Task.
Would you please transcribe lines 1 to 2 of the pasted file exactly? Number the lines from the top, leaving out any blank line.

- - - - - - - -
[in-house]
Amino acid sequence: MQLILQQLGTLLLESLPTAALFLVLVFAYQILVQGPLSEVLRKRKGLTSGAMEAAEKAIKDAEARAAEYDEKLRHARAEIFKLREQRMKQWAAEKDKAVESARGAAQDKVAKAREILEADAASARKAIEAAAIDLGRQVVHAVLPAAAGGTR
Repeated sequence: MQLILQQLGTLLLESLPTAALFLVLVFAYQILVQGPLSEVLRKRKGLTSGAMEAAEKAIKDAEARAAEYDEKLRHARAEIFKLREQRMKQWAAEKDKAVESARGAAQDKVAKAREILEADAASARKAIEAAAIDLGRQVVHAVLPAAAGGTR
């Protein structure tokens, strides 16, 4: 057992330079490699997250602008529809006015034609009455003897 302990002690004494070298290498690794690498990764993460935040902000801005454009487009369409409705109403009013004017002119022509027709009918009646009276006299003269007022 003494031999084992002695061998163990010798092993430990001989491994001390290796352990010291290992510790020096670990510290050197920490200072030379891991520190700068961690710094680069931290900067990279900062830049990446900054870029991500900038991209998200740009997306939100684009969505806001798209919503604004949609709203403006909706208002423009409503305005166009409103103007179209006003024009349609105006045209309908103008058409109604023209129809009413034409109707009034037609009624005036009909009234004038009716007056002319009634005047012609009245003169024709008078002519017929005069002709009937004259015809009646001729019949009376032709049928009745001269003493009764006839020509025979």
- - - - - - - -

[in-house]
Amino acid sequence: MQLILQQLGTLLLESLPTAALFLVLVFAYQILVQGPLSEVLRKRKGLTSGAMEAAEKAIKDAEARAAEYDEKLRHARAEIFKLREQRMKQWAAEKDKAVESARGAAQDKVAKAREILEADAASARKAIEAAAIDLGRQVVHAVLPAAAGGTR